Essay about Marriott Corporation and Project Chariot

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Marriott Corporation and Project Chariot

The Marriott Corporation (MC), had seen a long, successful reign in the hospitality industry until the late 1980s. An economic downturn and the 1990 real estate crash resulted in MC owning newly developed hotel properties with no potential buyers in sight and a mound of debt. During the late 1980s, MC had promised in their annual reports to sell off some of their hotel properties and reduce their burden of debt. However, the company made little progress toward fulfilling that promise. During 1992, MC realized that financial results were only slightly up from the previous year and their ability to raise funds in the capital market was severely limited. MC was left with little choice, as
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The corporation’s past success had been achieved through the building of hotel properties for sale to investors, while at the same time maintaining long-term lucrative service contracts that would bring cash flow to the corporation.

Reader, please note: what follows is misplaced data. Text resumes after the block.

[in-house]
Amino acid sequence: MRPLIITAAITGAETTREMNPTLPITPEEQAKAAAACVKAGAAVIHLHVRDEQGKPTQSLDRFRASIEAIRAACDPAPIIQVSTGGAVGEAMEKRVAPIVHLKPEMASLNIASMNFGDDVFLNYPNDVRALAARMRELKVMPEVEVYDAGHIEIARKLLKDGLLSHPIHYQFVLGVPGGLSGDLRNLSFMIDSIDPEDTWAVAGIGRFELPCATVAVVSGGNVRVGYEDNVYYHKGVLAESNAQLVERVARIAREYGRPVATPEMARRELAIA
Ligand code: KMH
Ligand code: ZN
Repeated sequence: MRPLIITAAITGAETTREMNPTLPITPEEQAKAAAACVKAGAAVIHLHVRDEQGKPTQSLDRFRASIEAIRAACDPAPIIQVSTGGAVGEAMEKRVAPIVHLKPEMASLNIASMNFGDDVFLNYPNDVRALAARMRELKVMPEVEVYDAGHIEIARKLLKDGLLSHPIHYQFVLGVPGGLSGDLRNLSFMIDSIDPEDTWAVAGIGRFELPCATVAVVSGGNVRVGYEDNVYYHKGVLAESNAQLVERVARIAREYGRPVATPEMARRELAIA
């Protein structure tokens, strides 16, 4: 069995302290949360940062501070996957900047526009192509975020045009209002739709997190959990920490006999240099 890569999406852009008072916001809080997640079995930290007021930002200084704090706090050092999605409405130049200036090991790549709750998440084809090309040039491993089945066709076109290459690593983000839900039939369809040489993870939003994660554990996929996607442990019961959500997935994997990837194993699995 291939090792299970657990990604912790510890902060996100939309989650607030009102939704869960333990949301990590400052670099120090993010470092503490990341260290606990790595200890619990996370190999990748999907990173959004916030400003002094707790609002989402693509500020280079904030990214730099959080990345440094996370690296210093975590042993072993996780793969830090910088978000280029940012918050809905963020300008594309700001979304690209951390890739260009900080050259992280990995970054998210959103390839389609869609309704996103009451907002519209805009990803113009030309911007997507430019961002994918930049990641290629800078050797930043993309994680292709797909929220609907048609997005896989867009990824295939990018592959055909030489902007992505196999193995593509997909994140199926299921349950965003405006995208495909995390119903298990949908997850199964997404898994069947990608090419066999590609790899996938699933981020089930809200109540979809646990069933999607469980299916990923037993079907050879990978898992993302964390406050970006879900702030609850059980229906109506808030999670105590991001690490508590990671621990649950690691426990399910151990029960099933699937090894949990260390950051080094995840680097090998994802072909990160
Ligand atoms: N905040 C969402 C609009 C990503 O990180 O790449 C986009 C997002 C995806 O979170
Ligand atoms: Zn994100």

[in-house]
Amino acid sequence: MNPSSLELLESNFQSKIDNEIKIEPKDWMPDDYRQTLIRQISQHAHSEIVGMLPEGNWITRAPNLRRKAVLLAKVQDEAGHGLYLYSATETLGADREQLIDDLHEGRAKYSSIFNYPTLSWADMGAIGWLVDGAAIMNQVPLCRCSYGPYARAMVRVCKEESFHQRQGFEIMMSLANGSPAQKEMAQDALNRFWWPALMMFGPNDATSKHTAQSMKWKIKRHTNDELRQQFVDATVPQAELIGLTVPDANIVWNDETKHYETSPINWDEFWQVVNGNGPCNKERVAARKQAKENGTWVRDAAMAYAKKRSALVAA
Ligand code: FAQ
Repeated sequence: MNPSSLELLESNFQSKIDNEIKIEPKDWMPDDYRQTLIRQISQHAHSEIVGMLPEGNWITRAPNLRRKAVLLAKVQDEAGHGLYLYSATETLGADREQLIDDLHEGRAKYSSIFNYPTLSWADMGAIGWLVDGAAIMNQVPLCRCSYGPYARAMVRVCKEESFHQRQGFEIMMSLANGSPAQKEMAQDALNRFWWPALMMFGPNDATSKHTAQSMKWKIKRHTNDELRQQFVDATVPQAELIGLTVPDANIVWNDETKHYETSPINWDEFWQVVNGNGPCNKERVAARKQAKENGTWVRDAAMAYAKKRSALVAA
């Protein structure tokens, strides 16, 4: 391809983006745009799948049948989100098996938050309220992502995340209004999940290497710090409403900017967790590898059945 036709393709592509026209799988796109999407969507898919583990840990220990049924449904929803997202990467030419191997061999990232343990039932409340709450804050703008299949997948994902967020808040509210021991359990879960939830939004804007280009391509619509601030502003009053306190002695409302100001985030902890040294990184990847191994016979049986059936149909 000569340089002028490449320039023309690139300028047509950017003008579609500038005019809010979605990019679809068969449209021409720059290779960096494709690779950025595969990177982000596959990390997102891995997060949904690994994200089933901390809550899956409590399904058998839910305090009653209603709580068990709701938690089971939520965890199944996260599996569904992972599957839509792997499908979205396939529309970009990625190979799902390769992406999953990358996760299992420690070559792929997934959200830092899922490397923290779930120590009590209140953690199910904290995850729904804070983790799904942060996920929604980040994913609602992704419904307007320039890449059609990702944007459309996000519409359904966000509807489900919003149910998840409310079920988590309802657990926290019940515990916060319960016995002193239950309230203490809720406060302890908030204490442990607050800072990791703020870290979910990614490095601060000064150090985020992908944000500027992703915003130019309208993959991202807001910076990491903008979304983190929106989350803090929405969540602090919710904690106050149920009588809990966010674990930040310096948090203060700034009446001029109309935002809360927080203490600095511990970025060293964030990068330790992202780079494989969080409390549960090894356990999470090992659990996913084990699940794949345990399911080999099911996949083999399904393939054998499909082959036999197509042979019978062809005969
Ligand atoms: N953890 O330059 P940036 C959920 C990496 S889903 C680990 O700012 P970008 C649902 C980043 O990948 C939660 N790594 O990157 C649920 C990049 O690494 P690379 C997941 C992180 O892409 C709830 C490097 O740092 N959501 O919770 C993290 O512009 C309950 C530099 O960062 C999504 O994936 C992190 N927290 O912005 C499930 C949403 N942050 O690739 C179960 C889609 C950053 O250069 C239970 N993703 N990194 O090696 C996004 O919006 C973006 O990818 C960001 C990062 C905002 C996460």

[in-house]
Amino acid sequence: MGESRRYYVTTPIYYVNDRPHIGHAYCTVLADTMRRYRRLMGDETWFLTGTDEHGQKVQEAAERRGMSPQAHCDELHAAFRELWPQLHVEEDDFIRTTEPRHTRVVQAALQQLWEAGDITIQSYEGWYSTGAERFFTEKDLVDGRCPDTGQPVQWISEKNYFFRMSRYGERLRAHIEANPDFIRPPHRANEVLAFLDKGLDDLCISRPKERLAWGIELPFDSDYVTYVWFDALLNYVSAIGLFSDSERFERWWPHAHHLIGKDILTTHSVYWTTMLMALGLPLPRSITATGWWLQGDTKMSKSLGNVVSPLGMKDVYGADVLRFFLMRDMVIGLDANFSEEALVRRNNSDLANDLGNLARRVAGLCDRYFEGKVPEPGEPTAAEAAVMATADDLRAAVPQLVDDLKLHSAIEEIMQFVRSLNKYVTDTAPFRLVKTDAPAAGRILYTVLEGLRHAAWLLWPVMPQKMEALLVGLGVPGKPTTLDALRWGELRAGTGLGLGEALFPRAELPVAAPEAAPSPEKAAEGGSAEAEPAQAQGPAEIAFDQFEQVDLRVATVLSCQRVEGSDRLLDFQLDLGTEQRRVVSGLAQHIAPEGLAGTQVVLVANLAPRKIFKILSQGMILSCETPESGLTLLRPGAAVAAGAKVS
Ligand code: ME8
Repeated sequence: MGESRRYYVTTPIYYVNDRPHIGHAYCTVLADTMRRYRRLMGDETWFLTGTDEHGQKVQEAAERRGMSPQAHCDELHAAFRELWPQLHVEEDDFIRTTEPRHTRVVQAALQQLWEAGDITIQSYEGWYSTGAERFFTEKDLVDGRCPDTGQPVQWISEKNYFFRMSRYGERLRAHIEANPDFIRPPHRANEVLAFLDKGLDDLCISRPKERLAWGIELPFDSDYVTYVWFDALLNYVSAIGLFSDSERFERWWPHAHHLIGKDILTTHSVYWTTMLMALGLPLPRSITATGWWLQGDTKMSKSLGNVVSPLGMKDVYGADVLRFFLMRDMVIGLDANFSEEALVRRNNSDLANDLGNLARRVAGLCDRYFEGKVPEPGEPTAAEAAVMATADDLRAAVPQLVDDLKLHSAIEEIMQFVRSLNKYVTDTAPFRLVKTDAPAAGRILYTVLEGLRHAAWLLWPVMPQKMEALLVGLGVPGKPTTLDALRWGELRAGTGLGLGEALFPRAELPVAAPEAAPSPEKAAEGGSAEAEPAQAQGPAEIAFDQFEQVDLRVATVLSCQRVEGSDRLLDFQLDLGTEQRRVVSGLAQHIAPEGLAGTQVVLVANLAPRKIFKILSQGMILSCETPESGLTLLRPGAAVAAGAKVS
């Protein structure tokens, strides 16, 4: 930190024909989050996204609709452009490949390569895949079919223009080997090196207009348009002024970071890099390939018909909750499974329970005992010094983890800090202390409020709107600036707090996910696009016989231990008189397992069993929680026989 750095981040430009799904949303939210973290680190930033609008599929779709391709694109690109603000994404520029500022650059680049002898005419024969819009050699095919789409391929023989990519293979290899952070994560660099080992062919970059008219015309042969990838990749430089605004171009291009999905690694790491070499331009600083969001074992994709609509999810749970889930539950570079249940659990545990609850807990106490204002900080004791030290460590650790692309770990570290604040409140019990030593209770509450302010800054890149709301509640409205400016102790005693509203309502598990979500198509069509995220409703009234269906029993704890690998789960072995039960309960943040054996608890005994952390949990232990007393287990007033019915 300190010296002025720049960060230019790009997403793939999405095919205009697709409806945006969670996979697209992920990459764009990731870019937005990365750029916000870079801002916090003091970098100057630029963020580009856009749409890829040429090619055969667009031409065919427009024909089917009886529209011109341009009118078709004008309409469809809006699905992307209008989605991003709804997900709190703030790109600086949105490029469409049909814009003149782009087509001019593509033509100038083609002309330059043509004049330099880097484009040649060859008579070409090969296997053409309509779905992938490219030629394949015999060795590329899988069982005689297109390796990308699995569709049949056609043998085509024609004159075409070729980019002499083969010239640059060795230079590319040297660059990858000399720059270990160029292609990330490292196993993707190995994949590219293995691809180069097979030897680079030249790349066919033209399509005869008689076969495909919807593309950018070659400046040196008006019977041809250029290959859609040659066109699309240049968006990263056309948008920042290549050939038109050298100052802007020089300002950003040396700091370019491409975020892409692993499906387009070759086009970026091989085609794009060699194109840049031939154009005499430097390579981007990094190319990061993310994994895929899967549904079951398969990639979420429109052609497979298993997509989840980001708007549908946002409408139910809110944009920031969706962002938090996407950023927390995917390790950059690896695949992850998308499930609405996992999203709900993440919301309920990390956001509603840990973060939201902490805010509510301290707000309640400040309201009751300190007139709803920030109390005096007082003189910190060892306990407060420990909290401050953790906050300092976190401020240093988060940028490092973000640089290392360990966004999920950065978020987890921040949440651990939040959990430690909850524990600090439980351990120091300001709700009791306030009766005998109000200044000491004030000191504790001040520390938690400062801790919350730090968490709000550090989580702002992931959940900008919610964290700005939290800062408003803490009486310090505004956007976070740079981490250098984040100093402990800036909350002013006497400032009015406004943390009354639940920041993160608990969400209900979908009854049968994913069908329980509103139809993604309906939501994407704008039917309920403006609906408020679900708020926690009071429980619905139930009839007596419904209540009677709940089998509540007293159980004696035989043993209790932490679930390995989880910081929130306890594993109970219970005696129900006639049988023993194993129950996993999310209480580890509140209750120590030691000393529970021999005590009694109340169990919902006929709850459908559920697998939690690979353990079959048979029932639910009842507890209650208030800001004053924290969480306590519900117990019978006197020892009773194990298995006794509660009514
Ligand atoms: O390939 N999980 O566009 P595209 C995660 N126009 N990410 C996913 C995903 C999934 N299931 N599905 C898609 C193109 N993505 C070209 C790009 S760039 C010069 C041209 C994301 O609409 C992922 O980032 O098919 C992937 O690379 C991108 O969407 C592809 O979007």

MC went into joint ventures by constructing hotels and selling them to the Equitable Life Insurance Society, which became a very profitable and powerful growth strategy. Over one five year period, MC sustained an annual growth rate of 30% and had 70% of their hotel rooms owned by outside investors. The growth was so substantial that the corporation gained an exceptional reputation in the field for quality and reliability in service, which lead to hotel occupancy rates between 4 and 6% above the industry average. Marriott continued to widen the gap and in 1992, although the industry standard was 65%, Marriot Corporation was achieving 76 to 80%.

The Economic Recovery Tax Act, introduced in 1981, continued to stimulate MC’s hotel-developing activities, as the new law created more incentive for ownership of real estate. MC’s first real estate limited partnership gave investors $9 in tax writeoffs for every $1 invested. The company continued expansion, entering the market of mid-scale properties and introducing Courtyard in 1985 and Fairfield in 1987.

In 1986, the Economic recovery tax act ended the majority of tax incentives. When

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